50th Anniversary of the International Council on Monuments and Sites (ICOMOS), (London, United Kingdom)
- 22 October 2015
- Sources: Primary
- Categories: Aga Khan IV ·· Aga Khan Trust for Culture (AKTC) ·· Development Strategies ·· Environment ·· Invited ·· Islam (Culture & Heritage) ·· Islam (Interpretation) ·· Leadership ·· Partnerships & Collaboration ·· Poverty, Access, Opportunity & Equity ·· Published ·· Speeches ·· United Kingdom
[I]t was not until a century later that the Institut [de France] made it a priority to revitalise the Domaine. And I was invited to become a part of the response. The Institut and I quickly agreed that a short-range burst of attention was not the answer. We needed a long-term plan. And we also agreed to build on the principle of public-private partnership. Increasingly, we realised the success of cultural projects in the developed world and the developing world alike requires a variety of actors animated by a robust spirit of cooperation and an overriding “ethic of partnership.” …
Planning ahead for long-term sustainability is critical. At Chantilly and elsewhere, our plans have included permanent service facilities — a museum perhaps, or a scholarly research centre, a children’s library, or a training workshop — so that their eventual income streams, along with public access fees, can provide re-investable income. But the real requirement, the sine qua non, is building a constituency for sustainability, including an engaged local community.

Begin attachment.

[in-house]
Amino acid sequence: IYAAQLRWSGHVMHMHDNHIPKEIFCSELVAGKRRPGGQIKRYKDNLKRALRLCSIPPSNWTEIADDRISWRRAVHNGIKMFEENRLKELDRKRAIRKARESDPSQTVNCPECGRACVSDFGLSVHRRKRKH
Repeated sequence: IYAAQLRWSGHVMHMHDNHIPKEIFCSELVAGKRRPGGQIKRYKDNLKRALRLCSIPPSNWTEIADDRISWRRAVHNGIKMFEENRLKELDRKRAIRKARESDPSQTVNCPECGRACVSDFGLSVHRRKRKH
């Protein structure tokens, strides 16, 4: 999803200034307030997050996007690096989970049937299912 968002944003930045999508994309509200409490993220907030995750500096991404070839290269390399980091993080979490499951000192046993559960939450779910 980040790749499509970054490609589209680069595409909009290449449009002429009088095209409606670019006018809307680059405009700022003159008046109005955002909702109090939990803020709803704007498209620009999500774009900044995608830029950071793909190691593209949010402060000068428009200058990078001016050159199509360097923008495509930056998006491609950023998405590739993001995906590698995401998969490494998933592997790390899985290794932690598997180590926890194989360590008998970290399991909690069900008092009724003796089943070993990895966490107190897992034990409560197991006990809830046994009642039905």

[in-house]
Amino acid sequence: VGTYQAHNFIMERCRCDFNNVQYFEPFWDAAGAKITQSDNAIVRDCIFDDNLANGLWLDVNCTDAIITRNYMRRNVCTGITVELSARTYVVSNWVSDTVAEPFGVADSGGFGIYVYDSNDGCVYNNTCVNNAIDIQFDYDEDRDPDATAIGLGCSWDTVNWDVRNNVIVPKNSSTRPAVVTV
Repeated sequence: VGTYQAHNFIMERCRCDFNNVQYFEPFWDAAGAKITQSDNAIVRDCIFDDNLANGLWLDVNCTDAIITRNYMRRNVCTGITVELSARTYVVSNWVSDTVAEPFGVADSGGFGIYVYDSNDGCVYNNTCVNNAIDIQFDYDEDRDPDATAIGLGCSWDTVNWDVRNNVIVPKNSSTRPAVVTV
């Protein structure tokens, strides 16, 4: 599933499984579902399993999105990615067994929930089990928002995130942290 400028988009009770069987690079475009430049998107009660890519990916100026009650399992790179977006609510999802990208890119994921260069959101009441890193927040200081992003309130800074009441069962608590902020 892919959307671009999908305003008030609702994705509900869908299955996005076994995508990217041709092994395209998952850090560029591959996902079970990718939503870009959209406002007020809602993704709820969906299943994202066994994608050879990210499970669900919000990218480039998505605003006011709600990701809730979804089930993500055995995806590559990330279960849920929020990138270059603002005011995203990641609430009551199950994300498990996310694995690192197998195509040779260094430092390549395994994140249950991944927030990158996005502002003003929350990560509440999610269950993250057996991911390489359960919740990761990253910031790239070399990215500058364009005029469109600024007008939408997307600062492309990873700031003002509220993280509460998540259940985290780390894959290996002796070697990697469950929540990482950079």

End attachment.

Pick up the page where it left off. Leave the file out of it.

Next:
Let me conclude by underscoring my conviction that the work of cultural heritage is more critical today than ever before. In the developing and the developed worlds alike, societies are plunging into an increasingly bewildering future at an ever-accelerating pace. At such a time, and on occasions such as this, it is important that we commit ourselves ever more ardently to the essential work of cultural heritage as a powerful contributor to improving the quality of life for the entire human community.